For a generation that grew up on Napster, Kazaa, BitTorrent, Limewire, and an army of other file sharing tools, the idea that you get what you pay for isn’t exactly second nature when it comes to digital content. Learning this concept has required huge shifts within the digital content ecosystem. Two years after Napster changed everything, the late Steve Jobs set the foundation for a decade long process with the release of the iTunes store, making it monumentally easier to buy music.
By offering a single digital purchasing location, allowing a la carte song purchases, and hitting the all-important $0.99 per song price point, the dynamic between free and paid content was massively altered. All of the sudden it wasn’t a question of do I drive to the store to buy an entire album or download any song I want instantly. There was at least an equal playing field. Unfortunately (for record companies at least), Napster’s first mover advantage created a culture of digital hoarding. Even with the $0.99 price point, the average user would have to spend thousands of dollars a year to sustain their content consumption levels.
That first step was enough, however, to attract the digital content world’s late adopters, repelled by the murky black market of digital content. As iTunes grew into the dominant player for both purchased and otherwise acquired digital music, and the store expanded to include video content, millions of users at least dabbled in the waters of purchased content.
These initial iTunes purchases, regardless of size, had a tremendous impact on Apple’s future. This was one of Jobs’ greatest strategic moves, and one that has made Apple boatloads of cash. When Apple released the App Store in 2008, these initial purchases allowed for a tremendous reduction in friction. iPhone users could simply log in to their iTunes account and they would be primed and ready to purchase apps and content.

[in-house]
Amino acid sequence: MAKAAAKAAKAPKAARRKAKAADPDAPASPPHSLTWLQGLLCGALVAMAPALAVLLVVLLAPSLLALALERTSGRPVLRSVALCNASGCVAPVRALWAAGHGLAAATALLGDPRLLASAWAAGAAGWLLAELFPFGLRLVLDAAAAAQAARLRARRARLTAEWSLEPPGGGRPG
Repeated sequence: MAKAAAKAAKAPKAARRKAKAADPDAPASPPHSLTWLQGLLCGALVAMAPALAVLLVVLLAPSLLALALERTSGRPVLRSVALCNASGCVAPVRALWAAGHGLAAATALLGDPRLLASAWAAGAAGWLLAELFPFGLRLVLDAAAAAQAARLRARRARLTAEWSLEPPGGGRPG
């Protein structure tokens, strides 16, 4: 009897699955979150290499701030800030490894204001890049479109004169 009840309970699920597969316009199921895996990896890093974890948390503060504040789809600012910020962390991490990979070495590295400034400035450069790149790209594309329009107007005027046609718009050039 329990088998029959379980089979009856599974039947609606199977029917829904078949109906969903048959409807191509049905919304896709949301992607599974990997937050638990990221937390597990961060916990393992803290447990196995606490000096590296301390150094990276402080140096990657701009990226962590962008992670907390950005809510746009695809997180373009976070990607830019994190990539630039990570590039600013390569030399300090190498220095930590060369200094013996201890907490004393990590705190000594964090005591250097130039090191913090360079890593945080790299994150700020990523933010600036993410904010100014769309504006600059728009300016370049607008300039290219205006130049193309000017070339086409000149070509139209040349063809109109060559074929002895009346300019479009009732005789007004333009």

This order of operations is a big reason why, to this day, the App Store leads Google Play in app profitability. Apple customers never had to take out their phone and type in their credit card number, something most consumers simply weren’t ready for. Many still aren’t. Easy, low friction purchases of cheap, relevant, and new digital content, especially apps, have created positive experiences purchasing content on this level for the piracy generation.
It was here that the entrepreneurs at Pandora, Spotify, Netflix, Hulu, and an army of other web companies jumped to continue this process of guiding the evolution of the digital consumer, experimenting with an array of monetization and content delivery models. Continued innovation has proved far more effective in shifting consumer behavior than RIAA and MPAA litigation ever was.
While I grew up with this evolution, watching record stores shutter their doors and seeing ‘friends’ amass massive digital content libraries, I didn’t really notice how far things had come until a few weeks ago, when I began assisting in the sale of “Flashlight ®,” a massively successful paid utility app.
Launched immediately after the release of the iPhone 4, the app was one of the first to use the newly added LED flash, but it faced a slew of free alternatives that made the $0.99 price point a tough sell. Despite the slower and less pleasant execution, it wasn’t like the free versions were turning off after 15 seconds to inform users they had exceeded their trial period. The end result was pretty similar. But with over $1.4 million in sales to date, Flashlight is one of many success stories that prove digital consumers have learned to pay for quality.
I see this as paradigm shift as one of the most important legacies of the late Steve Jobs. From the dark ages of piracy that nearly destroyed the global recording industry, the massive transition that Jobs began now bears fruit. A new and profitable digital content ecosystem has emerged that empowers creators, massively improves discovery, and delivers an incredible volume of fresh, relevant, and easily accessible content to consumers. I would venture to say that for the first time there is a fair fight between paid, pirated, and ad supported content. Whoever wins, my money is on the entrepreneurs.